For 16 years, the Washington Trust for Historic Preservation has released an annual list identifying the most endangered historic properties in Washington State.
On Tuesday, organization representatives were in Tacoma to announce this year’s list, which is comprised of eight properties and includes Tacoma’s 95-year-old Murray Morgan Bridge. It’s not the first time Washington Trust has tagged a Tacoma structure as endangered. In 1992, the Pacific National Bank Building (known locally as the “Luzon Building”) and the Japanese Language School received the designation (the former was recently purchased by a local developer who plans to convert it into commercial office space; the latter was demolished in 2004). In 2003, the Elk’s Temple received the designation; after years of on-again-off-again development rumors, the building is currently for sale. And First United Methodist Church received the label in 2006 (it was demolished the following year).
Indeed, the ‘endangered’ designation doesn’t necessarily mean the heritage property will be saved. A review of Washington Trust’s lists over the past 16 years (available online at wa-trust.org/mostendangered/past_lists.htm) indicates 98 buildings have received the designation — 35 have been saved or are in the process of being saved; 22 have been demolished; and 21 have moved from the endangered list to an ongoing “watch list.”
“We can’t save every building,” admits Washington Trust field director Chris Moore. “But there’s a secondary outcome [of the listing]. At times, because a building is a well-loved community icon, it can be a catalyst for the community to engage in a campaign that will work to protect other buildings in the future.”
In addition to the Murray Morgan Bridge, the following heritage properties were included on this year’s list:
- Historic Commercial Fishing Net Sheds (Gig Harbor)
- Washington Hall (Seattle)
- Kapus Farmstead (Ridgefield, Clark County)
- Nuclear Reactor Building (Seattle)
- Bettinger House (Edmonds)
- Greyhound Bus Station (Olympia)
- Old Granary Building (Bellingham)
On Tuesday, the Tacoma Daily Index spoke with Washington Trust executive director Jennifer Meisner to discuss the organization’s annual endangered list.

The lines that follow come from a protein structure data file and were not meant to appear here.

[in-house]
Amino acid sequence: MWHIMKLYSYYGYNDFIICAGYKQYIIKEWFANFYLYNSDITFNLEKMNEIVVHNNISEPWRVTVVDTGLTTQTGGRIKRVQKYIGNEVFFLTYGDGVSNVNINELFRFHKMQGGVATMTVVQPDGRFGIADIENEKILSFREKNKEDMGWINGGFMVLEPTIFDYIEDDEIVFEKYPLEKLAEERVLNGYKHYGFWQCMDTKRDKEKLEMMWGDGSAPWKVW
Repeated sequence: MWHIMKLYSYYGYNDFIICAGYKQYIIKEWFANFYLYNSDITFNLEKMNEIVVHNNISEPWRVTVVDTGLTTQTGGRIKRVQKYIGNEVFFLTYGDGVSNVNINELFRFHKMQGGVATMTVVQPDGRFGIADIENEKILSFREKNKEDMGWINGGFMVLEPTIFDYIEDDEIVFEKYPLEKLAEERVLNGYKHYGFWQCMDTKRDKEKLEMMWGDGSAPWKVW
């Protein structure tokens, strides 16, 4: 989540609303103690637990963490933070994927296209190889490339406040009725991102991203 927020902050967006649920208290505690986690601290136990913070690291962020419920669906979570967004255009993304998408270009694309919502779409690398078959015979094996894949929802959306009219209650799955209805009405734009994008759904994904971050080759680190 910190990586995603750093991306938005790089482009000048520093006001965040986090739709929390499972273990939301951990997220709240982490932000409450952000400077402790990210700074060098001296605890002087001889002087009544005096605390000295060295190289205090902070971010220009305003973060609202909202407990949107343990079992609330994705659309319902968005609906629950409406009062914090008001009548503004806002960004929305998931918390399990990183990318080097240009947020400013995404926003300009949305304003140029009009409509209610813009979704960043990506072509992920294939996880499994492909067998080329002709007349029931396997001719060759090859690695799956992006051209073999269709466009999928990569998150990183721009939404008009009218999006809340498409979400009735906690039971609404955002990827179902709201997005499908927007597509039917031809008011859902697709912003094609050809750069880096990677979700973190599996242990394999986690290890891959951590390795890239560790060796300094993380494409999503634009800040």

TACOMA DAILY INDEX: How successful has Washington Trust been in protecting those buildings added to its annual list of endangered historic properties?
JENNIFER MEISNER: It really varies. We do our list annually and then really focus our resources and energy — and mobilize our board members located around the state — to really focus on those properties. Recently, we’ve had a couple great successes. Last year, we had Seventh Church of Christ Scientist in Seattle on our list, and it was saved. First United Methodist Church in downtown Seattle was a listing years and years ago, and we recently had success with that one. Once the year is over, we don’t just stop working on them. If there hasn’t been a positive outcome by the end of the year, we put the properties on a watch list and continue to work on advocacy. It’s really a way for us to focus our resources and energy on buildings that have been identified as the most threatened throughout the state.
INDEX: Some of the properties, such as the Greyhound bus station in Olympia, are on historic registers, but still endangered. How does that work?
MEISNER: The bus depot in Olympia is a contributing building within a national historic district. But that doesn’t mean it has local protection. Not all national register districts are also local districts. It’s at the local level that protection comes in. Even though it’s a contributing building and designated as historically significant, there’s really nothing in place to protect it from being demolished other than it might trigger state environmental review. But there isn’t a demolition ordinance in place that would protect it. But, yes, some of them have already been identified as historic, but there may not be the protection in place to make sure they don’t get demolished. A lot of times properties are listed on the national register, but there’s no local protection.